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Small-Space Container Gardens: Transform Your Balcony, Porch, or Patio with Fruit, Flowers, Foliage & Herbs Reviewed By Allan Becker of Bookpleasures.com
http://www.bookpleasures.com/websitepublisher/articles/4684/1/Small-Space-Container-Gardens-Transform-Your-Balcony-Porch-or-Patio-with-Fruit-Flowers-Foliage-amp-Herbs-Reviewed-By-Allan-Becker-of-Bookpleasurescom/Page1.html
Allan Becker

Reviewer Allan Becker: Allan has been designing and planting flower gardens, since he was a teenager in the 1960's. Now retired from the soft goods industry, where he held several positions in design, product development, and marketing, he has turned his passion for gardening into a second career, as a garden designer for private clients in Montreal, Canada.


In spring and summer, he provides his assistants, most college students, who transform his designs into flower gardens. In winter, he reviews books on garden-related topics for Bookpleasures.com and writes a Gardening Blog.

Allan earned a B.A. from McGill University, followed by two years of studies in design at Sir George Williams University (now Concordia). He lives in the Montreal suburb of Cote St. Luc, Quebec with his wife and travels regularly to Toronto and Boston to visit his children and grandchildren.




 
By Allan Becker
Published on March 12, 2012
 

Author: Fern Richardson

Publisher; Timber Press

ISBN-13: 978-1-60469- 241-9


Follow Here To Purchase Small-Space Container Gardens: Transform Your Balcony, Porch, or Patio with Fruits, Flowers, Foliage, and Herbs

Author: Fern Richardson

Publisher; Timber Press

ISBN-13: 978-1-60469- 241-9

One doesn’t need a yard in order to garden. In the equal-opportunity world that many of us inhabit, anyone who wishes to grow plants ought to be able to do so, no matter where they reside. The fact that so many apartment-dwellers and condo-owners choose gardening as their passion, speaks not only to the ingenuity and zeal of the individual hobbyist, but also to the versatility and adaptability of most plants to container gardening.

Master Gardener, Fern Richardson writes about small-space gardening with an authentic voice. She lives in an apartment with minimal outdoor living area, yet manages to grow food, flowers, and plants with only a balcony and front porch as her garden. Her book is filled with ingenious ways to convert tiny areas into outdoor oases, complete with plant vegetation and small-scale furniture so that anyone’s balcony, porch, or tiny patio may become a multi-purpose outdoor living area.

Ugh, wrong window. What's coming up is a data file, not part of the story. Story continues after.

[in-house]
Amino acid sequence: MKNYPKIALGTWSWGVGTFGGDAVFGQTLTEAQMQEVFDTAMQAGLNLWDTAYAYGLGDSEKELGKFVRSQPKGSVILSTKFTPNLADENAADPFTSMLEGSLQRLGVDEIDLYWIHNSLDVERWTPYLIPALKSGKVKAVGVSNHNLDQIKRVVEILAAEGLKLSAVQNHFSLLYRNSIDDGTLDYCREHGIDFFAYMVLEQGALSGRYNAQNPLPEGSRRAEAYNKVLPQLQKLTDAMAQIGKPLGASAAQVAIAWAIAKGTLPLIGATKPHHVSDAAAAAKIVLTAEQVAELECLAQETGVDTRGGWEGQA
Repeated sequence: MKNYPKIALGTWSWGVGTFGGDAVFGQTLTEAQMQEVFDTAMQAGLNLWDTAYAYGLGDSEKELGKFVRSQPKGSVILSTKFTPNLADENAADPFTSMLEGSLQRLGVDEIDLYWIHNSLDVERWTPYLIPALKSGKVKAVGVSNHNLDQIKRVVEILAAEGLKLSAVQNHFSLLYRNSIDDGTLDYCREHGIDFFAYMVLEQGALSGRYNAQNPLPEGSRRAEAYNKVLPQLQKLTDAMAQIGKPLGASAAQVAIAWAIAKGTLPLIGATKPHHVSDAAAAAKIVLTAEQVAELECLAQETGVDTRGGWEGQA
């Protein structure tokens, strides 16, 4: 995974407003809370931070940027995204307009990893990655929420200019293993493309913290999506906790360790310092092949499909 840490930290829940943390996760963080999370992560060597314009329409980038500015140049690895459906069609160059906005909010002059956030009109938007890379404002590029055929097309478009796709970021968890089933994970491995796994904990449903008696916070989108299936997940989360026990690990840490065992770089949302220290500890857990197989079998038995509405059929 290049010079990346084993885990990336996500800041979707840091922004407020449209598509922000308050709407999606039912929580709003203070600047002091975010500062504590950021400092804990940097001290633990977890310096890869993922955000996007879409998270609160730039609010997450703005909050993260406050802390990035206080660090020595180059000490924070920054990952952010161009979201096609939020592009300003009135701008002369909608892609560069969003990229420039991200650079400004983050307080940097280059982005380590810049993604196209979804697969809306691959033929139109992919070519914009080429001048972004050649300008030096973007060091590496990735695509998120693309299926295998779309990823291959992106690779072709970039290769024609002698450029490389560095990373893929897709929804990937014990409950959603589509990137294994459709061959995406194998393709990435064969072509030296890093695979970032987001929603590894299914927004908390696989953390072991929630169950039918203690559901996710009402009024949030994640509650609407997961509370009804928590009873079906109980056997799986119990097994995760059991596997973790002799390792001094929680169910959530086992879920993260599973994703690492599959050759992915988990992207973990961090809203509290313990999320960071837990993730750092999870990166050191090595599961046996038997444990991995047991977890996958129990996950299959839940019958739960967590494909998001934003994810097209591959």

The author’s book is divided into nine easy, comprehensive lessons. Chapter One overarches the main elements of a small garden, namely the colors, shapes, sizes, and textures, of plants and containers, appropriate furniture, and the option of lighting. Chapter Two discusses the pivotal role that weather and climate play in affecting the productivity, hardiness, and health of container-grown plants. The third chapter offers suggestions for attracting wildlife and the fourth is about growing food - yes, one can grow food in containers. Read the book to discover how it can be done.

The author grows, figs, peaches nectarines, and blueberries on her balcony in Southern California, and offers suggestions for successfully growing vegetables, not only in her warm climate but also in colder areas where, due to shorter growing seasons, seeds must germinate quickly. Readers who garden in northern locations will be pleased that the author has paid attention to their climate needs.

Chapter Five includes a photo essay on designing with succulents and aromas. The theme of the sixth chapter is about building privacy, while the seventh introduces lushness and verticality in the form of wall gardens and vertical plants that draw the eye upward to relieve a feeling of claustrophobia that sometimes occurs in small spaces.

The eighth chapter is aptly titled Green Thumb Crash Course, Learning the Essentials for Success. Here, the author writes about the importance of using high quality potting soil, essential details for container planting, repotting root bound plants, the role of fertilizer and irrigation, bulb forcing, whether or not to deadhead, and pruning technique. The last chapter is devoted to troubleshooting pests and diseases. In this fascinating segment, we learn how some companion plants help to control such uninvited guests. Even readers who do not garden in containers might find reasons to include these beneficial plants in their growing beds.

It must be mentioned that the photography sourced for this book is outstanding. To illustrate Ms. Richardson’s text, the works of over thirty illustrious garden photographers were tapped. For example, the cover image by Marie Viljoen that is repeated on page 72 is a masterpiece of narrative photography and composition.

All of the stunning visuals enhance the reader’s understanding of the advice offered by Fern Richardson, who, by the way, is an extraordinarily effective communicator. Add to this recipe, Timber Press’ hallmark, avant-garde graphic design, and the result is a publication that raises the artistic bar for all future gardening manuals. This is a beautiful and inspiring book to own.


Follow Here To Purchase Small-Space Container Gardens: Transform Your Balcony, Porch, or Patio with Fruits, Flowers, Foliage, and Herbs